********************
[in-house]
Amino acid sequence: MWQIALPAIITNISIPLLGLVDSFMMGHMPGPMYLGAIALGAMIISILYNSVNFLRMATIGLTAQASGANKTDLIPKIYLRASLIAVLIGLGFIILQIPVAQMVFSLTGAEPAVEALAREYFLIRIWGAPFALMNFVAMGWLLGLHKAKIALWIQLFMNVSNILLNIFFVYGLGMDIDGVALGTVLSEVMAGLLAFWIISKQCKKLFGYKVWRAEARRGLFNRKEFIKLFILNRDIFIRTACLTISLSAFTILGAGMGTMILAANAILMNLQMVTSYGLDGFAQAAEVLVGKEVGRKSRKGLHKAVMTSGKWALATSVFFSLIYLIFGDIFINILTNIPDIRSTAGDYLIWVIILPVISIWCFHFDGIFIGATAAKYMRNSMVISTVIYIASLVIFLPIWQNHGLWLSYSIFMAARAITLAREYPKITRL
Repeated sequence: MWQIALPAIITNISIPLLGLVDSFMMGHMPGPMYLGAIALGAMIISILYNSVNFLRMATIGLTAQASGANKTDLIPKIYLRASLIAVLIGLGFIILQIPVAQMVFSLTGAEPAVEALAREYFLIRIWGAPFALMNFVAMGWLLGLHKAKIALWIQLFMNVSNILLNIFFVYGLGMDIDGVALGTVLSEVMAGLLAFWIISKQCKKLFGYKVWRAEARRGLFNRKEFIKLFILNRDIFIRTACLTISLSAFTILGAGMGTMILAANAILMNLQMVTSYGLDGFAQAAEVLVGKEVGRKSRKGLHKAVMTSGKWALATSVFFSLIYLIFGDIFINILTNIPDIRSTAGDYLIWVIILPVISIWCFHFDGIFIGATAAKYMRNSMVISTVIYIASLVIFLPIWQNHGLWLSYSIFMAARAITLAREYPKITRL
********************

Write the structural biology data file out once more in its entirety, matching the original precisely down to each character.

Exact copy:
[in-house]
Amino acid sequence: MWQIALPAIITNISIPLLGLVDSFMMGHMPGPMYLGAIALGAMIISILYNSVNFLRMATIGLTAQASGANKTDLIPKIYLRASLIAVLIGLGFIILQIPVAQMVFSLTGAEPAVEALAREYFLIRIWGAPFALMNFVAMGWLLGLHKAKIALWIQLFMNVSNILLNIFFVYGLGMDIDGVALGTVLSEVMAGLLAFWIISKQCKKLFGYKVWRAEARRGLFNRKEFIKLFILNRDIFIRTACLTISLSAFTILGAGMGTMILAANAILMNLQMVTSYGLDGFAQAAEVLVGKEVGRKSRKGLHKAVMTSGKWALATSVFFSLIYLIFGDIFINILTNIPDIRSTAGDYLIWVIILPVISIWCFHFDGIFIGATAAKYMRNSMVISTVIYIASLVIFLPIWQNHGLWLSYSIFMAARAITLAREYPKITRL
Repeated sequence: MWQIALPAIITNISIPLLGLVDSFMMGHMPGPMYLGAIALGAMIISILYNSVNFLRMATIGLTAQASGANKTDLIPKIYLRASLIAVLIGLGFIILQIPVAQMVFSLTGAEPAVEALAREYFLIRIWGAPFALMNFVAMGWLLGLHKAKIALWIQLFMNVSNILLNIFFVYGLGMDIDGVALGTVLSEVMAGLLAFWIISKQCKKLFGYKVWRAEARRGLFNRKEFIKLFILNRDIFIRTACLTISLSAFTILGAGMGTMILAANAILMNLQMVTSYGLDGFAQAAEVLVGKEVGRKSRKGLHKAVMTSGKWALATSVFFSLIYLIFGDIFINILTNIPDIRSTAGDYLIWVIILPVISIWCFHFDGIFIGATAAKYMRNSMVISTVIYIASLVIFLPIWQNHGLWLSYSIFMAARAITLAREYPKITRL